In the series that started with The Star Fraction
, Ken MacLeod has created a future history whose genesis was an argument about anarchism between a group of left-wing students in the '70s. The destruction and renaissance of civilization, here and elsewhere in the human galaxy, turns on this argument. In the fourth book, MacLeod productively fills in some of the gaps. This is the story of Myra, Trot-turned-entrepreneur, whose nuclear deterrence-for-hire is central to the event known by some as the Fall and others as the Deliverance. It is also the story of young Clovis, part-time worker in the yard where the first space-ship in centuries is being built, part-time scholar trying to find out what Myra the Deliverer was really like.
MacLeod's readers are used to his quirky and intelligent take on the world of power politics and his charmingly cynical gift for engaging and engaged protagonists. What this book also has is a profound sense of the beauty of a simpler and stiller world; MacLeod's real gift is his capacity to see all sides of a question, even when he is sure of the answer. --Roz Kaveney, Amazon.co.uk
From Publishers Weekly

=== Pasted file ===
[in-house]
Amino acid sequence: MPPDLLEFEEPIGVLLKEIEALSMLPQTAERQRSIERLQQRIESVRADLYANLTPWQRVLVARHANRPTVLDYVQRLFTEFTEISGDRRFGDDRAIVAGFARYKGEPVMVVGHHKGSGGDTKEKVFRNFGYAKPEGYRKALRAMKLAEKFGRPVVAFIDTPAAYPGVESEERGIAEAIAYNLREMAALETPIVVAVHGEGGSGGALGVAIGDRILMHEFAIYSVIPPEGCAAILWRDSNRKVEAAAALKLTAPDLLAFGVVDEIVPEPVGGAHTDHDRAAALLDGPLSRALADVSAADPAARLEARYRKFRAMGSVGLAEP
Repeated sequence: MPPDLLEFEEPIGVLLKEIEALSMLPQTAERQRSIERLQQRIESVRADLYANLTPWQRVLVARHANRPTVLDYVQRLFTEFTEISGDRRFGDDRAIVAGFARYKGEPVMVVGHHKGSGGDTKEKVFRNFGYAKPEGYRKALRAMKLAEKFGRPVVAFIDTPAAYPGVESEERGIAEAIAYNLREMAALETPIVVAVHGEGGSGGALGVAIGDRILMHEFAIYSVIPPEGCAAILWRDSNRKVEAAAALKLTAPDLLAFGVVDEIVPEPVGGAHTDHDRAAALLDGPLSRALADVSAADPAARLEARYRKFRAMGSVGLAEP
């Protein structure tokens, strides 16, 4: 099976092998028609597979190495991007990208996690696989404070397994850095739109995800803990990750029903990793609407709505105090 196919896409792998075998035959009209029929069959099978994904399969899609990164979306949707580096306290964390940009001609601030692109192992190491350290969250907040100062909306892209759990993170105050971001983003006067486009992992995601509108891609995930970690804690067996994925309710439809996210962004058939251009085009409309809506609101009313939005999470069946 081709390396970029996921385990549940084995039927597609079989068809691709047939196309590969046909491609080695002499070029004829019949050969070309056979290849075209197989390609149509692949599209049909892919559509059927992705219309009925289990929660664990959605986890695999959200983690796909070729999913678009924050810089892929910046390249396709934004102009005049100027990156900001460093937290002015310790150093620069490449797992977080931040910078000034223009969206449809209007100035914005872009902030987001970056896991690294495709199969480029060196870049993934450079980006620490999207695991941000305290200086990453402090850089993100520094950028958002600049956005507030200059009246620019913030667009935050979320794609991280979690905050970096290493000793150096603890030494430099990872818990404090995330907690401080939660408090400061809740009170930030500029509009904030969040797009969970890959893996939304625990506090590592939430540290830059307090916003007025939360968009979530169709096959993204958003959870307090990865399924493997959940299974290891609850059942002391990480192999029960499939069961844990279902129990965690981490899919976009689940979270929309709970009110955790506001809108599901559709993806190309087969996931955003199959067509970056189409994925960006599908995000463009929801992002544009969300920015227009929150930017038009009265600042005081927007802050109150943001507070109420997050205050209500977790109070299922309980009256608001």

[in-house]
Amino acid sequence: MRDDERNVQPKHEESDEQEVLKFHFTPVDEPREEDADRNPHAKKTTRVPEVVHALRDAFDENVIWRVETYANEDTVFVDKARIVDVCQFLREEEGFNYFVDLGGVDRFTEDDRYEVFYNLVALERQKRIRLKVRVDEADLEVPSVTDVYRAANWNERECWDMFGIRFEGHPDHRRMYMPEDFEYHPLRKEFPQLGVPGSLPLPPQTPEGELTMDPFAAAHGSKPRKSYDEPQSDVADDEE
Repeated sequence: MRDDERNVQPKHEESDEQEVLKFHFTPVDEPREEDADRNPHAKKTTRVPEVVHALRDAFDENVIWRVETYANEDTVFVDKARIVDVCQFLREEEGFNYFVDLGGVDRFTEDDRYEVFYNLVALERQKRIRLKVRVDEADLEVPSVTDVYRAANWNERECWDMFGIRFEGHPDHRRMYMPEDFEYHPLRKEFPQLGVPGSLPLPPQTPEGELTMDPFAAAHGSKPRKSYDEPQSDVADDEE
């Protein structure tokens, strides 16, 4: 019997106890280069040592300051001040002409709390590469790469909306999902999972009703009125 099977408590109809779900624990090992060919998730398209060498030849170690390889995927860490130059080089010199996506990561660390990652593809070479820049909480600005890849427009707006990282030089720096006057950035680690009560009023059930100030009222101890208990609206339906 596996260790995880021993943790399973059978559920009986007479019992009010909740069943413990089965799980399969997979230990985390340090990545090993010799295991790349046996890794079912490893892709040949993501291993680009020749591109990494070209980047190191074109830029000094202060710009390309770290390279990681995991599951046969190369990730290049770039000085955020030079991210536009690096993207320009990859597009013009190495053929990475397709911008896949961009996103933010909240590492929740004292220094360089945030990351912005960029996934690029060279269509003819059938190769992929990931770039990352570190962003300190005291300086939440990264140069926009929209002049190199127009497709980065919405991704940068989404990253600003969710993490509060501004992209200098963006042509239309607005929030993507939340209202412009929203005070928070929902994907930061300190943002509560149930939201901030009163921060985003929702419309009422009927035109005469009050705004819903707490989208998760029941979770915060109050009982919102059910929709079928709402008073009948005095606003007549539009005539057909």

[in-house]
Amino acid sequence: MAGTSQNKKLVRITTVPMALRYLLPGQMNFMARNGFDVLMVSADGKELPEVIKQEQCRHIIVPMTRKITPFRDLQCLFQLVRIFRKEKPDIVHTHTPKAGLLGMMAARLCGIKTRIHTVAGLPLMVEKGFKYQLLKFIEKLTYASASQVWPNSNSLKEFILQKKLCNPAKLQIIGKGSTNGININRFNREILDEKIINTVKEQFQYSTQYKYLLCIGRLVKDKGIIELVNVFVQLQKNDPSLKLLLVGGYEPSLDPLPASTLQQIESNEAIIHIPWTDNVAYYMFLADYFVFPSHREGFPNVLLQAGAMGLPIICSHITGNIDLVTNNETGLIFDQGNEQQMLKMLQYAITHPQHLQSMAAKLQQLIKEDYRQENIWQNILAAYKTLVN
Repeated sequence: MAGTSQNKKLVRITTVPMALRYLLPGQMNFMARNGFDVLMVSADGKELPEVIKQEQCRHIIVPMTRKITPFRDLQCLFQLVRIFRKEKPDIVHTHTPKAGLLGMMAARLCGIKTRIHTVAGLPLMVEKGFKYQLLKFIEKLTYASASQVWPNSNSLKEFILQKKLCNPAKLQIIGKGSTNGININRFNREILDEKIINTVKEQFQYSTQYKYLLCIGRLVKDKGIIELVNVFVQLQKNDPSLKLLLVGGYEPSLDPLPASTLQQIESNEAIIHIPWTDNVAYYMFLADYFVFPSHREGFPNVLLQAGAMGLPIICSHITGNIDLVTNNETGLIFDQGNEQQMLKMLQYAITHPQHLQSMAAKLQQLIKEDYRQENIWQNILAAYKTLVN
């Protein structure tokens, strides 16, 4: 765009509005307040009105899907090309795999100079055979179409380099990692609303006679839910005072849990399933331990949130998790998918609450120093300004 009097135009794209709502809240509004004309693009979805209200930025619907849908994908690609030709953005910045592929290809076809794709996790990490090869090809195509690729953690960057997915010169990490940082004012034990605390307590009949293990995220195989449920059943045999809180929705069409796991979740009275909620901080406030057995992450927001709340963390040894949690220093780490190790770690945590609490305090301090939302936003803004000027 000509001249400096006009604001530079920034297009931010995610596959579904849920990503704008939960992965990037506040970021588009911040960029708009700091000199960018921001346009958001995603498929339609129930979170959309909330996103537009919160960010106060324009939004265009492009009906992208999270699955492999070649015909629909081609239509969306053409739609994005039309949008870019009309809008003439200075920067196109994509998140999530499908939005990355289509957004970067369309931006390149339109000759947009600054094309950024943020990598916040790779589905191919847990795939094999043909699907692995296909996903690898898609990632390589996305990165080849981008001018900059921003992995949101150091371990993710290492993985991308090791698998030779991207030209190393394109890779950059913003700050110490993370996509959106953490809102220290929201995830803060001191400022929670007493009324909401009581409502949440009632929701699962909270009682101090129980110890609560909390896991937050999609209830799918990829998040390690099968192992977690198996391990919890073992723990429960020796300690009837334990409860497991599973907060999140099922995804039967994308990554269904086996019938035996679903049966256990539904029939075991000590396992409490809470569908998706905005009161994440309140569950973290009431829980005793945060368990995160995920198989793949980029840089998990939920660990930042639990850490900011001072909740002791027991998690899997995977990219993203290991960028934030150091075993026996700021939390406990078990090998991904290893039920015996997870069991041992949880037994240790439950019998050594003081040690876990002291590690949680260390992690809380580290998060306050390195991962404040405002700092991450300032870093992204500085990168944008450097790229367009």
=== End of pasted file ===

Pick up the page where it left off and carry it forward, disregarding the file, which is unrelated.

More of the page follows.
Unlike most American SF writers, MacLeod (The Stone Canal), a Scot, has little good to say about the U.S., democracy or capitalism. Indeed, the future history within which he sets his complex but compelling novels pretty much assumes the collapse of Western-style democracy in the near future and its replacement by a crazy-quilt of various socialist, libertarian and anarchist states. MacLeod's current tale follows two separate plot lines. In the near future, Myra Godwin-Davidova, an American expatriate, former Trotskyist and current leader of a small, high-tech socialist workers' state surrounded by Kazakhstan, struggles to keep her nation afloat against the onslaught of the Sheenisov, an aggressive nation bent on world conquest. As her political alliances crumble, Myra's only trump card is a cache of outdated nuclear weapons planted decades ago in Earth orbit, but if she uses them she could destroy the world. Hundred of years later, Clovis colha Gree lives in a bucolic near-utopia almost totally lacking in violence. Although his people treat virtually all electronics and computers with superstitious dread, the scientists of his day, called tinkers, are attempting to build the first spaceship since Myra's distant era. Clovis, a young scholar working on the spaceship, plunges into intrigue when a secret cabal of tinkers uses him to recover forbidden computer data. The intellectual difficulty of MacLeod's work may prevent him from acquiring a mass readership, but his complex plotting, crisply delineated military action, well-drawn characters and trademark byzantine radical politics are sure to endear him to a growing number of aficionados. (Sept.)
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